Blanket-making nonprofit empowers deaf community through employment


Keepsake, a nonprofit that employs deaf and hard-of-hearing people, makes T-shirt blankets by taking customers’ T-shirts and transforming them into a memory-filled blanket or quilt. Credit: Preston Harmon | Lantern Reporter

Keepsake T-Shirt Blankets takes customers’ old T-shirts and transforms them into a memory-filled blanket or quilt, but with a twist.

Keepsake, located at 563 S. Dawson Ave., has employed individuals who are deaf and hard of hearing since 1998. Meredith Crane, executive director of Deaf Initiatives — Keepsake’s umbrella name — said she started Keepsake because of the hardships she saw her two deaf children endure as she went to job interviews with them as an interpreter. 

“The questions they would ask my kids would blow me away, like, ‘What could you possibly do for us?’ ” Crane said. 

Keepsake operated a little differently in its early days, Crane said. Instead of the business it is today, the nonprofit was known exclusively as Deaf Initiatives and worked toward providing opportunities for those who are deaf and hard of hearing. This included workshops and bus trips to various universities and colleges such as Gallaudet University and the Rochester Institute of Technology. 

Crane said she had a vision for a business, but discovered the product to launch it with while talking to a fellow mother on the sidelines of a soccer game: T-shirt quilts. Around six years ago, Crane said she and the board of Deaf Initiatives decided to focus solely on the T-shirt quilt and blanket business. 

“In the back of my mind, I always wanted a business because my kids were teenagers at that time,” Crane said. “Both my kids are deaf, and I wanted them to work.”

Since its inception, Keepsake has employed over 160 people who are deaf or hard of hearing, Crane said. Shonna Collins, office manager for Keepsake, is one of 16 current employees and has been with Keepsake since 2008. 

Collins has Usher syndrome, which causes a deficit in hearing and vision, Crane said. However, Collins said she has many responsibilities around the office, such as making schedules and reports, responding to customers, hiring and training.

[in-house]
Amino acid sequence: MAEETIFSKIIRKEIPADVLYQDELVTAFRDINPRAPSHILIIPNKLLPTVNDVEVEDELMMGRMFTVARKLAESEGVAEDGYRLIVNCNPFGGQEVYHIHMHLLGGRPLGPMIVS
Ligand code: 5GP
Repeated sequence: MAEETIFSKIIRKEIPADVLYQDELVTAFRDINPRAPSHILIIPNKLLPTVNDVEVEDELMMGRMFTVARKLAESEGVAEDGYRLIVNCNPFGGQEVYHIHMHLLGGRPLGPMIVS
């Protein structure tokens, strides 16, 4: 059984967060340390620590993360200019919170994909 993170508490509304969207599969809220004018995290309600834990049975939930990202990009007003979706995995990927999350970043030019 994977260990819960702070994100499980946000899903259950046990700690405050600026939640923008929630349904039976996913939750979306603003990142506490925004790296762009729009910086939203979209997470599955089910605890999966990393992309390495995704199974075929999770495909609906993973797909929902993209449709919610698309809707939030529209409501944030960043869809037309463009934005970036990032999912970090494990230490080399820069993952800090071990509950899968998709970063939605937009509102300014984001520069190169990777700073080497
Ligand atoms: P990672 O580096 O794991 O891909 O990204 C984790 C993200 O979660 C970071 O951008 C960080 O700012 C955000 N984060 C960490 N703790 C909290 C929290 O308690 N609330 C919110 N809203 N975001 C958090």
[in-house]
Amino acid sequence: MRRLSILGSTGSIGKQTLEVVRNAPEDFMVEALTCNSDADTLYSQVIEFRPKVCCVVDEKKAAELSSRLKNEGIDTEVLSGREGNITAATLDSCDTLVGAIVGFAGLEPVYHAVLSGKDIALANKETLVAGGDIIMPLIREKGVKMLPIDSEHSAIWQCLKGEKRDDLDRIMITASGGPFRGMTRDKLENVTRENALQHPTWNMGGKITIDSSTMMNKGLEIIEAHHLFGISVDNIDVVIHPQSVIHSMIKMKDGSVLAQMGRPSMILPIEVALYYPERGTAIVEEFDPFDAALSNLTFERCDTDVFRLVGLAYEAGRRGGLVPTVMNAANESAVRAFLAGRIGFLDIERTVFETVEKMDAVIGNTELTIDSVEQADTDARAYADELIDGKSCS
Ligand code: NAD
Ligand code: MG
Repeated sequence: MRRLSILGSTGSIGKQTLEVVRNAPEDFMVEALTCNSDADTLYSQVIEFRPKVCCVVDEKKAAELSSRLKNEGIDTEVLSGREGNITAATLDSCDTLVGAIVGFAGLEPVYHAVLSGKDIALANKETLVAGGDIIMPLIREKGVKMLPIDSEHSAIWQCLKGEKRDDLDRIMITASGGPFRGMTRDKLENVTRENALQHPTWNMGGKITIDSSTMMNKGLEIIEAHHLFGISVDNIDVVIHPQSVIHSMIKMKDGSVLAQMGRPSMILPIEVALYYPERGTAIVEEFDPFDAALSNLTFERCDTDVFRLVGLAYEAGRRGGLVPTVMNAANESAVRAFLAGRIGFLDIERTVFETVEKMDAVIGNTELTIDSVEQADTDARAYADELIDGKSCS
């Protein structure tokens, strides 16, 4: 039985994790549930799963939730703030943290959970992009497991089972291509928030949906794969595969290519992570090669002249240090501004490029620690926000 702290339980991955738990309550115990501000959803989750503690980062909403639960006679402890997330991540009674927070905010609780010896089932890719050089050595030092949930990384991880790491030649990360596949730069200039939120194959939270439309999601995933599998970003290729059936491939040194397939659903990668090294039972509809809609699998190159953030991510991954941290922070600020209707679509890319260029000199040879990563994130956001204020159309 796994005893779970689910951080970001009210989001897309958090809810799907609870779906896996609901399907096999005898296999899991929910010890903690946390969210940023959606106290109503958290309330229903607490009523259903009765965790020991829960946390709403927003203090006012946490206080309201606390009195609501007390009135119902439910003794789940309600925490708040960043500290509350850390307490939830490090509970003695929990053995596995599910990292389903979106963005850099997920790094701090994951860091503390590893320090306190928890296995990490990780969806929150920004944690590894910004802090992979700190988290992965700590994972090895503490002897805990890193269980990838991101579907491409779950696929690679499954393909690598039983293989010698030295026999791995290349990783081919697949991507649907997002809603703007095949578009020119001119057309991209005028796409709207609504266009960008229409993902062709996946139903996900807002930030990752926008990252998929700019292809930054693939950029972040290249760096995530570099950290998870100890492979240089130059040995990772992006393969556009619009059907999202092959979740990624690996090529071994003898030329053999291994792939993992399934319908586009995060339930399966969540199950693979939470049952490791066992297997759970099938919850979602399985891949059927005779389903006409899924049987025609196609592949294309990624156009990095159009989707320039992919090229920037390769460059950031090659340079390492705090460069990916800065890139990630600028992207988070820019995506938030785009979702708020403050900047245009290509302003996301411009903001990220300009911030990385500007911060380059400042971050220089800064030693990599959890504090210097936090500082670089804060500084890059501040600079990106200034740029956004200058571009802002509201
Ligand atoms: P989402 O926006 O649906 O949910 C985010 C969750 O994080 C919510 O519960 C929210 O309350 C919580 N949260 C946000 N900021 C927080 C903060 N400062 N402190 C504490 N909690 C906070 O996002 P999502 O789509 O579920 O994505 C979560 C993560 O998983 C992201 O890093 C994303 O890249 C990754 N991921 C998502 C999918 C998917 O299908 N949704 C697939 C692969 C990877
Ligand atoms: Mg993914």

Collins, who has worked in the retail industry in the past, said Keepsake is a unique environment compared to other workplaces.

“It’s so different,” she said. “When I’m in the workplace and I’m the only deaf person, communication solely happens through writing back and forth. Most of the time, I’m the last person to know things because I have to wait for someone to tell me.” 

Collins said her experience is far different at Keepsake because of her ability to communicate with those around her with ease.

“The communication is just so much easier. It’s much more free-flowing, people are laughing and I understand what’s going on,” Collins said. 

This difference regarding freedom of communication for those deaf and hard of hearing was Crane’s goal all along, she said.

“I said if I could ever have a business where everybody could communicate in sign language, barrier-free, that’s what I want to do,” she said.

Keepsake also gives back to the community with The Be Warm Project, Crane said. 

Using leftover fabric from blankets and quilts they have made, Keepsake makes blankets, gloves and hats to donate to homeless shelters in Columbus and individual families struggling with homelessness, Collins said. The project has donated over 2,000 items since 2017.

“We recently donated a basket full of blankets, gloves and hats to a family who is experiencing homelessness, and they were grateful,” Collins said. “And, you know, it feels good to help that community.”

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